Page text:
Traumatic brain injury
We often forget the inherent danger of recreational activities. A wrong turn, a missed step, or a moment of distraction can turn joy into pain and fear. For Brandon Reichling, a day meant for excitement and laughter turned into disaster resulting in a dirt bike accident, an urgent trip to the nearest emergency room and a traumatic brain injury (TBI).
Despite wearing a helmet during the accident, Brandon suffered bleeding in several areas of his brain. Medical professionals worked to stabilize him, but he experienced a collapsed lung, requiring re-inflation through a tube inserted into his chest cavity. Additionally, a trach was inserted as he struggled to breathe independently. Brandon spent two weeks in the hospital under ventilator support.
Upon discharge, Brandon's mother described him as “Jell-O.” He relied on others for bed mobility and had little control of his head and neck. He relied on a feeding tube due to difficulty swallowing and communicating. Blurry vision and further cognitive decline only added to his challenges. In search of expert care, Brandon found Baylor Scott & White Institute for Rehabilitation (BSWIR) - Dallas, which came as a recommendation from a family friend's daughter.
Brandon's admission to BSWIR - Dallas marked a turning point. "Getting here was the best thing that happened to us," his mom recalled. "It was part of God's plan."
Brandon set his goals in rehabilitation. He wanted "to walk and go home. To be independent." The rehab team devised a therapy and care plan to expedite his progress. His physical therapist focused on strengthening and limbering his muscles through guided exercises to help him regain mobility. When he gained enough strength to stand, Brandon utilized a wearable robotic exoskeleton, offering support as he relearned to walk. The therapists monitored his gait, speed and distance, gradually challenging him as his muscles improved.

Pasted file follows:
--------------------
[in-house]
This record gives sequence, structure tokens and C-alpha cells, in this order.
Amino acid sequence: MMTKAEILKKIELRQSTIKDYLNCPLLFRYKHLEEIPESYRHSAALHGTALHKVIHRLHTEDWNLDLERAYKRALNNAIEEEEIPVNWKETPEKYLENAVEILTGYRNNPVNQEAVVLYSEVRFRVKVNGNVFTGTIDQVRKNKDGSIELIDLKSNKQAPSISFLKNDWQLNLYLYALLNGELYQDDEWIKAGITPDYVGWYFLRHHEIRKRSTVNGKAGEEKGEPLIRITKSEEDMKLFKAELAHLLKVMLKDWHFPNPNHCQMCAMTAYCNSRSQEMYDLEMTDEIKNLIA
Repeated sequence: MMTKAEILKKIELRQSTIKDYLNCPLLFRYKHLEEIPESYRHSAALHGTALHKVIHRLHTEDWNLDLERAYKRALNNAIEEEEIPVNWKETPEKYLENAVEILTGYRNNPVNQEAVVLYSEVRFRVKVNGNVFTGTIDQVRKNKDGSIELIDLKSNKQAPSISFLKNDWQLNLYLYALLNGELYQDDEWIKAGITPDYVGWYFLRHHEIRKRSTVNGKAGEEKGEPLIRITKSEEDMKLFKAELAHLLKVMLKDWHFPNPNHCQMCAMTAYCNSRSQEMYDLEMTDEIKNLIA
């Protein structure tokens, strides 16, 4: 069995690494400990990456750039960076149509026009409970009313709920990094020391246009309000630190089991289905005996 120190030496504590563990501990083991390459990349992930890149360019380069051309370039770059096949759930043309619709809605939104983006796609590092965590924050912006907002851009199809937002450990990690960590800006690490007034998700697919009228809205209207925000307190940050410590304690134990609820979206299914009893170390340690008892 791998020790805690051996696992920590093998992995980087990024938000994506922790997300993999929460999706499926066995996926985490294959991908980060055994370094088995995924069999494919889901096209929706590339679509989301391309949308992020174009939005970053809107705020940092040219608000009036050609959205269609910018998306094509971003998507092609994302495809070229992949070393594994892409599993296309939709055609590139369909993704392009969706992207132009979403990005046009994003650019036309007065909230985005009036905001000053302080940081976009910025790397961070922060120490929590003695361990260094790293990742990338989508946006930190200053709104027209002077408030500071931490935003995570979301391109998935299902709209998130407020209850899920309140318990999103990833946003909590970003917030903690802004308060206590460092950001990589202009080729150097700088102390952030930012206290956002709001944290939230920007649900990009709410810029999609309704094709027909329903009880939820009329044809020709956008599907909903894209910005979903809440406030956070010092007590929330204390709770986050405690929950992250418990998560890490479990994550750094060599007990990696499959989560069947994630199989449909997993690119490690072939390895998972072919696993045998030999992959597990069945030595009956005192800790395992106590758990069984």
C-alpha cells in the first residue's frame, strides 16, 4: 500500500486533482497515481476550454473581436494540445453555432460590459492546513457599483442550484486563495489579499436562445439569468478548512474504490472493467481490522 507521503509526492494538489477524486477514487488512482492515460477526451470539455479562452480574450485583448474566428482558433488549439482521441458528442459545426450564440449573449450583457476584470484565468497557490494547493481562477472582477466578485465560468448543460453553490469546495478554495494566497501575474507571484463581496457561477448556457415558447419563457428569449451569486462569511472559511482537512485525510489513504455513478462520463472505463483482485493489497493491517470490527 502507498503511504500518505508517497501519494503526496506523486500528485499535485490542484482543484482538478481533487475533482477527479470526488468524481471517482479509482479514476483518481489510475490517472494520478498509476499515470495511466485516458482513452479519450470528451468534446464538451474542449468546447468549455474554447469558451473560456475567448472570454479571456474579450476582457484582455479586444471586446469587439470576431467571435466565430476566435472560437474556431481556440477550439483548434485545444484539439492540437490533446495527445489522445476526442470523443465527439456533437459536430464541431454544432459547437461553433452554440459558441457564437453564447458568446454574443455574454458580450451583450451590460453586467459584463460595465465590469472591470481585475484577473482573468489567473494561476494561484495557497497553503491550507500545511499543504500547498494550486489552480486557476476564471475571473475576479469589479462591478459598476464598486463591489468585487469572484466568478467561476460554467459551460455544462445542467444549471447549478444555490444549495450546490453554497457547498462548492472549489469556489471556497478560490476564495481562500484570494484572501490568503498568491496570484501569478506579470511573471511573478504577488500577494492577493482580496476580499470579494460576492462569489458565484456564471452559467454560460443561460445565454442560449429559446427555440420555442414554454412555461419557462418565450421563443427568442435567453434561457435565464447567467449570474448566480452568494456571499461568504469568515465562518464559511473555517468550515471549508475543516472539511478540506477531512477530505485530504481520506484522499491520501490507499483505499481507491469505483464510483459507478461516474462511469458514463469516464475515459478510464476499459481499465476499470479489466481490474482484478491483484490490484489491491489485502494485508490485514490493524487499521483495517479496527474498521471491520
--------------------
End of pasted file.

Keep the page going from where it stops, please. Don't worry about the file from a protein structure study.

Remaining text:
Daily exercises targeted Brandon's ability to swallow and use his mouth until the feeding tube was removed, allowing him to resume a regular diet and take medication in pill form. “I had a feeding tube when I first came in... now I can eat a regular diet and can swallow my pills,” he recalled. Occupational therapy equipped him with strategies for self-care activities, including dressing and brushing his teeth. He also practiced skills for a successful return to work. "The therapists helped me talk louder and be socially appropriate," Brandon shared.
While Brandon's determination was pivotal to his progress, his family and girlfriend played essential roles in keeping him motivated and participating in family training. His mother, a registered nurse, initiated therapy exercises even before arriving at BSWIR - Dallas, enhancing his range of motion and serving as a constant source of encouragement.
Orbit, the local therapy dog, offered additional support, aiding Brandon in improving his balance and endurance through playful fetch sessions.
Brandon's hard work and the support from his family and therapy team culminated in a significant milestone - standing on his own. As his time at BSWIR - Dallas came to an end, Brandon eagerly looked forward to, "sleeping in my own bed and eating home-cooked food." His journey towards independence continued at the Day Neuro program at BSWIR – Frisco.
For those in a similar situation, Brandon leaves these words of encouragement: “Stay motivated and try hard. This will help you get better faster.”